Why Youth Sports is Broken

Both of my girls played sports in elementary school, middle school, and high school.  My older daughter played volleyball and basketball.  My younger daughter played basketball and soccer.  They played for their community, for their town, for regional club teams, and national club teams.  As of November 2018, I no longer have any children playing K-12 sports.

I have seen a lot over the years.  I coached my daughters in basketball when they were young.  I’ve watched men and women coach my kids.  And, perhaps most revealing, I’ve sat in the stands and on the sidelines with a lot of parents and listened to a lot of criticism of coaches, referees, and poorly paid park and recreation employees.  I’ve overheard the gossip and largely kept my mouth shut.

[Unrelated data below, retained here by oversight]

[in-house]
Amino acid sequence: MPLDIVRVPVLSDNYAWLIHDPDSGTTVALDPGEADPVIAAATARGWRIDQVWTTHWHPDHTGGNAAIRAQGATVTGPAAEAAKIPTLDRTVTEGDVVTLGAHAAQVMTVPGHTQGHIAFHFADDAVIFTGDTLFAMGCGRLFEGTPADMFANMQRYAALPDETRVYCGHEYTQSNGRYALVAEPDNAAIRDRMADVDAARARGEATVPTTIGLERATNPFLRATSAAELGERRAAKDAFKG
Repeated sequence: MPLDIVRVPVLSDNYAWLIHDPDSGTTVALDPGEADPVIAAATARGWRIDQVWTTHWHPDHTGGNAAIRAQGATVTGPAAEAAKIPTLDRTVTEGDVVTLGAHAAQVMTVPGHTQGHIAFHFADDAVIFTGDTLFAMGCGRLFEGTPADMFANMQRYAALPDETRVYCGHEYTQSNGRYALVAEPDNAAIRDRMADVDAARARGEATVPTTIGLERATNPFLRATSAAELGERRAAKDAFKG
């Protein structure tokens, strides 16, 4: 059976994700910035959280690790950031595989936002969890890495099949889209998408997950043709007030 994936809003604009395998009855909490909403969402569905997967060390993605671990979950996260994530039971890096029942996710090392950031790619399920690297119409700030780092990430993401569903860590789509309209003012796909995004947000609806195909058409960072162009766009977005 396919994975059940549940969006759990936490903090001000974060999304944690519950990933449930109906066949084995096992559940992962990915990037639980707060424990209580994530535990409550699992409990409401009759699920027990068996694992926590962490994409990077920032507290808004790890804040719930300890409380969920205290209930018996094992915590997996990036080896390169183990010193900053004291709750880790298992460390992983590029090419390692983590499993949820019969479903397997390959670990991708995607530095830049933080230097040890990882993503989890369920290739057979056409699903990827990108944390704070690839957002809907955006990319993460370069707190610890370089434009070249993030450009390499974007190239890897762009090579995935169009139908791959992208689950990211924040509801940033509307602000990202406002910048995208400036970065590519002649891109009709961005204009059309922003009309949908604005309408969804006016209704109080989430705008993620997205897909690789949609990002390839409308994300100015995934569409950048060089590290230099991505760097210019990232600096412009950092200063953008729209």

Over the years I have come to the conclusion that youth sports is broken.  And it’s because of the ambition of the parents, not the kids.  One of these days I am going to write a long piece about what I have seen, but for now I will just let South Carolina basketball coach Frank Martin handle it.  Martin doesn’t capture everything I might one day say about my experience with youth sports, but it is a start.